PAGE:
Liver failure: symptoms, diagnosis, treatment and prognosis

If the liver no longer functions properly or does not work at all, it is called ‘liver failure’. This is a life-threatening condition that can also seriously hinder the functioning of other organs. Liver failure can occur in either acute or chronic form. The liver performs all kinds of vital functions that are of vital importance.

When does liver failure occur?

The liver breaks down poisons in the blood, among other things. If the liver does not function or functions less, all kinds of toxins can end up in the blood. This can seriously affect the brain and other organs. Liver failure can occur suddenly or as the final stage of a disease. The liver also produces substances that ensure blood clotting and the production of bile. Bile is a fluid that processes fats in the intestines. When the liver no longer works, the toxins accumulate.


The symptoms of acute liver failure can occur within hours to several days. The complaints often start with:

  • Confusion
  • Drowsiness
  • Memory no longer works optimally
  • Muscle twitching/shivers

If liver failure is not treated, other important organs such as the kidneys and lungs also begin to fail. Ultimately, a coma and then death may occur.
In chronic liver failure, the symptoms can persist over a period of months or even years. The main symptoms of chronic liver failure are:

  • Skin and whites of eyes turn yellow
  • Development of bruising and bleeding (spider web-like blood vessels)
  • Belly swells
  • Fingernails take abnormal shape
  • Palms turn red
  • Breast growth in men
  • Shrinking of the testicles in men
  • Blood in stool
  • Fever, vomiting and rapid breathing due to swelling of the brain


Transition from chronic liver failure to acute liver failure

When chronic liver failure turns into acute liver failure, the symptoms associated with acute liver failure occur.
The shivering is because the nerves are not working properly again. People with liver failure often have bruising. The abdomen swells due to the accumulation of fluid. Patients with liver failure are at high risk of getting infections and developing kidney failure.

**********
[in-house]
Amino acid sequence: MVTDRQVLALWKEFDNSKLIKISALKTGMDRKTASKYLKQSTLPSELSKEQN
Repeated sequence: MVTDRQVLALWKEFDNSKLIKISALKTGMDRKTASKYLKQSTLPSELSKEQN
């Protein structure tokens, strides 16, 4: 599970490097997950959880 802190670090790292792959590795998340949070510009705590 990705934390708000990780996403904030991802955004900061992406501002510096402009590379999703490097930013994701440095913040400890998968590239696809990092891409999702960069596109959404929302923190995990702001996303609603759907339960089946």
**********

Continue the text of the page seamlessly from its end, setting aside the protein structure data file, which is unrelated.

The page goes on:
A doctor can often diagnose liver failure based on the patient’s symptoms. The physical examination looks for, for example, spider web blood vessels, bruises and red dots on the skin, red palms and, in men, enlarged breasts and shrinking testicles. It can also be checked whether the patient is confused or drowsy. Blood tests can be used to determine how the blood clots. If abnormalities are found, this often indicates impaired liver function. In case of fluid accumulation in the abdomen, an ultrasound is performed. A liver biopsy is performed to determine the cause of liver failure. Tissue is then removed from the liver using a hollow needle. Ultrasound can also be used to see what the liver looks like.


Treatment of acute liver failure

Acute liver failure requires hospitalization. The patient usually ends up in intensive care. Antibiotics can be administered through an IV to reduce the number of bacteria. These play a role in the accumulation of toxins that cause the deterioration of various organ functions. If medication use is the cause of liver failure, these medications are discontinued. The intestines are often cleaned to get rid of all proteins. In severe liver failure, patients are often artificially ventilated. In patients who survive liver failure, the liver usually heals completely. That can sometimes happen very quickly. It may also be that a liver transplant is the only chance for survival.

Treatment for chronic liver failure

In chronic liver failure, the patient should follow a low-protein diet. This way, fewer toxic substances are produced. Medication that drains fluid ensures that the abdomen does not swell too much. The patient should also not eat too much salt. Drinking alcohol is completely prohibited in case of liver failure. In chronic liver failure, treatment focuses mainly on preventing further deterioration of the liver. Recovery is not possible.

Prognosis in liver failure

In many cases, liver failure requires a liver transplant. This is the case with nine out of ten patients. A liver transplant is not without risks. There is therefore a risk of rejection. In acute liver failure, the liver can sometimes even heal spontaneously. The liver then usually functions completely again. The outlook for chronic liver failure is different, depending on the cause of the liver failure.

Scroll to Top